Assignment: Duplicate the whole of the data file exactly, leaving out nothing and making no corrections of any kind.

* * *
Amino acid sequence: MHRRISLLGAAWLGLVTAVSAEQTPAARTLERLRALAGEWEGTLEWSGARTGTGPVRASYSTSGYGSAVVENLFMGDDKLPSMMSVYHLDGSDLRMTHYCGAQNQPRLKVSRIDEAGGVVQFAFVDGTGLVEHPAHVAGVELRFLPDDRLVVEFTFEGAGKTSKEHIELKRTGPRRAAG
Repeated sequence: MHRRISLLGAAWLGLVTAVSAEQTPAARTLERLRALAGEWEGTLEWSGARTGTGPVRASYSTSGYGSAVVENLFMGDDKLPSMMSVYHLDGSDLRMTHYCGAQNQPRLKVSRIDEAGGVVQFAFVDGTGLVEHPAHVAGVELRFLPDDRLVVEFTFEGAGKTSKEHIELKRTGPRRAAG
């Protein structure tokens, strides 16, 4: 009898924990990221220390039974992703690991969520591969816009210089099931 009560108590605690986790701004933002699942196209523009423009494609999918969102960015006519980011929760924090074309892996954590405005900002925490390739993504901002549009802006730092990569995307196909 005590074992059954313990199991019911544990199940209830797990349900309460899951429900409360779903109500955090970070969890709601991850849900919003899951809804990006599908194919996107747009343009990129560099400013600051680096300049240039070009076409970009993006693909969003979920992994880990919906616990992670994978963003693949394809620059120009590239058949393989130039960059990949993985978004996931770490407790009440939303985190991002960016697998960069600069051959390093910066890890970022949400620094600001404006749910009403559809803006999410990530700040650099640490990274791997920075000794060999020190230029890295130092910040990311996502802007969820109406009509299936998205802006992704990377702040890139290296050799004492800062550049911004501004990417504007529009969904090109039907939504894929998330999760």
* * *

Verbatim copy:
Amino acid sequence: MHRRISLLGAAWLGLVTAVSAEQTPAARTLERLRALAGEWEGTLEWSGARTGTGPVRASYSTSGYGSAVVENLFMGDDKLPSMMSVYHLDGSDLRMTHYCGAQNQPRLKVSRIDEAGGVVQFAFVDGTGLVEHPAHVAGVELRFLPDDRLVVEFTFEGAGKTSKEHIELKRTGPRRAAG
Repeated sequence: MHRRISLLGAAWLGLVTAVSAEQTPAARTLERLRALAGEWEGTLEWSGARTGTGPVRASYSTSGYGSAVVENLFMGDDKLPSMMSVYHLDGSDLRMTHYCGAQNQPRLKVSRIDEAGGVVQFAFVDGTGLVEHPAHVAGVELRFLPDDRLVVEFTFEGAGKTSKEHIELKRTGPRRAAG
């Protein structure tokens, strides 16, 4: 009898924990990221220390039974992703690991969520591969816009210089099931 009560108590605690986790701004933002699942196209523009423009494609999918969102960015006519980011929760924090074309892996954590405005900002925490390739993504901002549009802006730092990569995307196909 005590074992059954313990199991019911544990199940209830797990349900309460899951429900409360779903109500955090970070969890709601991850849900919003899951809804990006599908194919996107747009343009990129560099400013600051680096300049240039070009076409970009993006693909969003979920992994880990919906616990992670994978963003693949394809620059120009590239058949393989130039960059990949993985978004996931770490407790009440939303985190991002960016697998960069600069051959390093910066890890970022949400620094600001404006749910009403559809803006999410990530700040650099640490990274791997920075000794060999020190230029890295130092910040990311996502802007969820109406009509299936998205802006992704990377702040890139290296050799004492800062550049911004501004990417504007529009969904090109039907939504894929998330999760």